- From 2018 to 2022, there were only 26 blue bond transactions, totalling $5bn – less than 0.5% of the sustainable debt market.
- A Deloitte report highlights the urgency of an annual $175bn investment to conserve oceans, with $90bn necessary solely for marine pollution reduction efforts.
- Gabon’s $500m debt-for-nature transaction is a first for continental Africa, with proceeds used for ocean conservation.
Sustainable efforts remain unremittingly land focused. Water tends to get ignored. Although the first blue bond was sold by Seychelles in 2018 – a $15m 6.5% 10-year issuance – the structure still hasn’t captured the attention either of issuers or investors.
Blue bonds are financing instruments that earmark funds exclusively for ocean-friendly projects and critical clean water resources protection.
Between 2018 and the end of 2022, there were only 26 blue bond transactions [see chart] amounting to a total value of around $5bn. To put that into context, blue bonds represent less than 0.5% of the sustainable debt market, according to a paper from the University of Colombia’s Pieter Bosmans and Frederic de Mariz.
This is a drop in the ocean of what is needed. A Deloitte report estimates that $175bn investment a year is required to conserve the oceans with more than half of that – $90bn – necessary just to reduce marine pollution.
It is not difficult to see why blue bonds remain a niche interest for investors. As Kris Atkinson, fixed income portfolio manager for Fidelity in London points out, blue bonds are generally issued by low-income countries – like Seychelles, Belize, Indonesia, Ecuador and Barbados – that are heavily reliant on oceans and their resources.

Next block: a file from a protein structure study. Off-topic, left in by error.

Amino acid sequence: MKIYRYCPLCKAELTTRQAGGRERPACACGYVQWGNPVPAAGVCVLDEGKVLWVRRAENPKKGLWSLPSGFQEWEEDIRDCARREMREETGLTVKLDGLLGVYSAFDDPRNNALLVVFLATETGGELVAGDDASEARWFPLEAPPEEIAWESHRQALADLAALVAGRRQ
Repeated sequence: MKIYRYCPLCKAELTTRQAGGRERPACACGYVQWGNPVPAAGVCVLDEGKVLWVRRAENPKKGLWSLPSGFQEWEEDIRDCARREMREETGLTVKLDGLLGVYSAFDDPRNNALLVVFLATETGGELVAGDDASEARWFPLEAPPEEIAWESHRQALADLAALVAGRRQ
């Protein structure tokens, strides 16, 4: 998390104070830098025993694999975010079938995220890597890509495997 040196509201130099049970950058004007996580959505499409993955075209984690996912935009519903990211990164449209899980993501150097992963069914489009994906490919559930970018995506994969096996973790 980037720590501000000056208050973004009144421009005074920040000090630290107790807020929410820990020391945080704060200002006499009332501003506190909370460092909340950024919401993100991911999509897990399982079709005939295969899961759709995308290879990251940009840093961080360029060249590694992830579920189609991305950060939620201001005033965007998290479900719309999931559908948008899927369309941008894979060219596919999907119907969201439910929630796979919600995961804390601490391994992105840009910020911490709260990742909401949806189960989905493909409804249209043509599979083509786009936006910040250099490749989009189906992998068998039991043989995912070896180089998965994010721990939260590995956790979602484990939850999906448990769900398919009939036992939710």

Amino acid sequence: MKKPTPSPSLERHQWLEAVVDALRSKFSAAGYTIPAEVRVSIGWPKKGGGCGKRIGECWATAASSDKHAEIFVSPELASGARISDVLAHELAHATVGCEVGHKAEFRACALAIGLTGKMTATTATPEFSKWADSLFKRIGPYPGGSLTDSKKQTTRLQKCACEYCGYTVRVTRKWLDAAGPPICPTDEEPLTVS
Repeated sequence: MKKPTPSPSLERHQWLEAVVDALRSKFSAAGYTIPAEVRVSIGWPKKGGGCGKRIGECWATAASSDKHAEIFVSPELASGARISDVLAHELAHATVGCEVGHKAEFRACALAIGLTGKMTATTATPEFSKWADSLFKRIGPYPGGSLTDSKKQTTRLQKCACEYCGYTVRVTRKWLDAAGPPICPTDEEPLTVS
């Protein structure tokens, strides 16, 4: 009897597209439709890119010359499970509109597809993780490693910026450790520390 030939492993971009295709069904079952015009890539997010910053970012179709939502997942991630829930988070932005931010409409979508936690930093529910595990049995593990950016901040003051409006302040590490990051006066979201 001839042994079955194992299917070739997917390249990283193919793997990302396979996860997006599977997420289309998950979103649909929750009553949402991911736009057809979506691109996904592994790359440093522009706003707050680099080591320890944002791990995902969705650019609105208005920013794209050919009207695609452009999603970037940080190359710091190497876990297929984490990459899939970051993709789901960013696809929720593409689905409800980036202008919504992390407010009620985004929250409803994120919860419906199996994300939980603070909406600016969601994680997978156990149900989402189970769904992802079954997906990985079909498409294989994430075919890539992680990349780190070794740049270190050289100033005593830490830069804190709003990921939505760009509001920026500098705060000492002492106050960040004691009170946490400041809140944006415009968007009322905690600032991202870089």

“They tend to have poor credit ratings and are more exposed to extreme weather events, enough to turn off large swaths of investors,” he says. None of this has been helped by the lack of standards.
But the wind is changing. At the end of June, on the sidelines of the UN Ocean Conference in Lisbon, the International Finance Corporation (IFC), the International Capital Markets Association (ICMA), the United Nations Global Compact, the United Nations Environment Program Finance Initiative (UNEP FI), and the Asian Development Bank (ADB) collectively published their long-awaited blue bond guidelines.
“Blue finance offers tremendous opportunities in closing the blue financing gap and support a thriving sustainable blue economy,” says Paulo de Bolle, senior global director in the financial institutions group at IFC. “Internationally recognised guidance helps build investor confidence and catalyse investments.”
A sign of this growing confidence in the market came on 15 August, when Gabon completed the first ever debt-for-nature transaction in Continental Africa in a $500m deal. The country’s president, Ali Bongo, said that he hoped that green or blue financial mechanisms would “grow significantly in coming years and help countries like Gabon”.
The new 6.097% 2038 bonds partially refinance the country’s existing sovereign US dollar-denominated Eurobonds dated 2025 and 2031. They were bought back at 96.75 cents in the dollar and 85 cents in the dollar respectively.
Although Gabon’s bonds were trading in junk territory, the rating on the new bonds has soared to a comfortable investment grade Aa2 by Moody’s, thanks to a political risk insurance policy from the International Development Finance Corp (DFC), the development finance arm of the US government.